Want to respond to Facebook dark post comments? We’ll show the best ways to do this, so you can get started today!
If you’re a seasoned Facebook admin and have an active Facebook page, you’re probably pretty good at responding to comments on your organic posts.
But how quick are you to respond to comments on your unpublished posts (i.e., dark posts)? You know, those posts that don’t show up on your Facebook Page but do appear in users’ newsfeeds when creating Facebook ads.
It’s a double-edged no-no if you don’t reply to comments on your newsfeed ads.
If you ignore the positive comments, you’ll miss potential opportunities to gather valuable testimonials, pass along encouraging feedback to your teammates (or client), and build stronger relationships with the people who interact with your Facebook content.
If you don’t pay mind to the negative comments, your brand will look like a devil-may-care advertiser. Even worse, the negative “social proof” of these comments will overshadow any brand awareness or call to action you tried to achieve in your ad.
A classic example of lost opportunities comes from a project management company comment thread. Look at this great comment, the kind of comment every brand would LOVE to get. I’d be all over them, asking for a testimonial, adding them to my ambassador program, etc., etc. Here? Nothing. Not even a thank you note from the company:
Here’s a spammy comment. Do you think comments like these are helping this Facebook ad’s performance?
And it goes on and on—more than 200 of such comments. This seems like a waste of ad dollars, don’t you think? It certainly doesn’t give the best possible image of the brand and the product.
In this other example, those negative (sometimes inappropriate) comments will damage the effectiveness of the ad. They should be removed or hidden:
How would you feel if you were bumping into an ad on your newsfeed, started to show some interest, and then, the first comment you see under the ad tells you how bad the product is or looks like? Would you be less likely to click on the ad to learn more?
(That’s what I thought.)
Crazy to think about—but an ad you spend money on can do more brand damage than good if you don’t take the time to spend a few minutes a day responding to dark post comments.
Dollar Shave Club has figured out how to manage these comments. As you can see, most of the comments it receives on Facebook ads are basically customer support. Not responding to them would defeat the purpose of Dollar Shave Club running the ad in the first place.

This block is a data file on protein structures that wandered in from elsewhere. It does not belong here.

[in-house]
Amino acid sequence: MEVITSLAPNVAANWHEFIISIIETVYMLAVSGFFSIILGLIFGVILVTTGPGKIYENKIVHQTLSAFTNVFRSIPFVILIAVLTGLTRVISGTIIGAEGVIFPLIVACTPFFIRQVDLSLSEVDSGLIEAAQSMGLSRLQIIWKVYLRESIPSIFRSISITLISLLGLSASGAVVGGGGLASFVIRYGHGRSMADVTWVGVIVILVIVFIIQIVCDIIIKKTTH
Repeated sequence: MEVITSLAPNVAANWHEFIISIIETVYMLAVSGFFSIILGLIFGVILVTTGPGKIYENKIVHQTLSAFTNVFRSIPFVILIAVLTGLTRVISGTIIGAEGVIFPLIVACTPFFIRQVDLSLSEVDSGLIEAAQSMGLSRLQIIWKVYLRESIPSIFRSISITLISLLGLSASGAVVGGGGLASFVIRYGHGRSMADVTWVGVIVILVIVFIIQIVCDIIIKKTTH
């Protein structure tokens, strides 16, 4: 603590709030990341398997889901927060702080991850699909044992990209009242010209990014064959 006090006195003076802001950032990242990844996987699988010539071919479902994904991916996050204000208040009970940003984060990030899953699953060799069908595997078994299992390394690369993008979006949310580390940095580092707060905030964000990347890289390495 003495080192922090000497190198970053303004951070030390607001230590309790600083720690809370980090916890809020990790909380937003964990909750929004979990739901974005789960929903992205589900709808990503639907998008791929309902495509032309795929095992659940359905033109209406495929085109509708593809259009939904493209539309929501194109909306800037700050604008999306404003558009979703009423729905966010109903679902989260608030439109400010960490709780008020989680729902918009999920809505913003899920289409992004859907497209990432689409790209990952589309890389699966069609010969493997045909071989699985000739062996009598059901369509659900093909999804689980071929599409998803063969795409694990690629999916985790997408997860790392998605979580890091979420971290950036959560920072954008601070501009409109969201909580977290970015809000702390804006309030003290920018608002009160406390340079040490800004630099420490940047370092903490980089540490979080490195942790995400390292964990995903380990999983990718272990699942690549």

Dollar Shave Club has seized the opportunity to reply to every comment on its Facebook dark pots. There are more than 490 comments on that single ad!
The World Wildlife Fund (WWF) depends on donations to stay afloat and has infinite cute animal photos at its disposal. So, it’s no surprise that this nonprofit has nailed its Facebook Ad strategy. The video ad below has more than 775,000 views and 690 comments, many of which the WWF has responded to directly.
As you can see, the comments bring up a number of issues. Some people want to set up a different type of donation, and other people need help with website errors. Still, other Facebook users want to know more about the organization before they donate.
By now, you know the pitfalls of ignoring Facebook dark post comments and the benefits of responding to those comments efficiently. But how can you handle them without going bananas?
In some cases, you might not need to leave Facebook to manage dark post comments. If you meet all three of these criteria, native ad comment management could meet your needs:
From there you can go one by one and address all your ads’ comments.
If you manage more than one Facebook Page or if you typically run multiple ads simultaneously, tracking dark post comments on Facebook is likely to get overwhelming. Instead, you’re probably better off using a third-party tool. But which one is right for your team?
Here are the best ways for you to manage dark post comments and avoid jeopardizing your Facebook ads investment.
If you opt to stick with Facebook, there are a few ways you can manage ad comments.
First, use Facebook Business Manager to navigate to your Facebook Page, and click on Notifications. Then click on Comments to see comments for both dark and regular posts in chronological order.
When you click on an individual comment, Business Manager automatically takes you to the original post so you can see the comment in context. From there, you can react or respond to each.
Alternatively, you can click on your Facebook Inbox and navigate to Comments & More. Because this interface displays posts that have received comments rather than commenting activity, it’s less cluttered and easier to navigate than the Notifications tab. You can identify dark posts in your Facebook Inbox and respond to comments immediately or flag them for follow up.
Pros: If you’re already accustomed to using the Facebook Inbox, Business Manager can be your one-stop shop for handling all messages and comments.
Cons: Although the Facebook Inbox is simple to use, its functionality is limited. You can mark items as spam or for follow-up, but you can’t add internal comments or track interactions with users.
Open Facebook Ads Manager, and find the dark post you want to review. Then click the Edit link below the ad name to open the side panel, and click the Preview icon. Ads Manager automatically takes you to the dark post so you can read and respond to all the comments.
Pros: You won’t have to sort through regular post comments since you’ll only see Facebook Ad comments.
Cons: Ads Manager doesn’t generate notifications when ads receive new comments, so it’s tough to keep track of your workflow. Also, clicking the Preview icon in Ads Manager opens the dark post on Facebook (not Business Manager), so by default you’ll be reacting and commenting from your personal page. Before replying to comments, you’ll have to double-check that you’re responding as your Facebook Page.
Hootsuite doesn’t offer robust support for Facebook Ads comments. But if you already rely on Hootsuite for social media management, you might be able to get away with using this tool to handle dark post comments, too.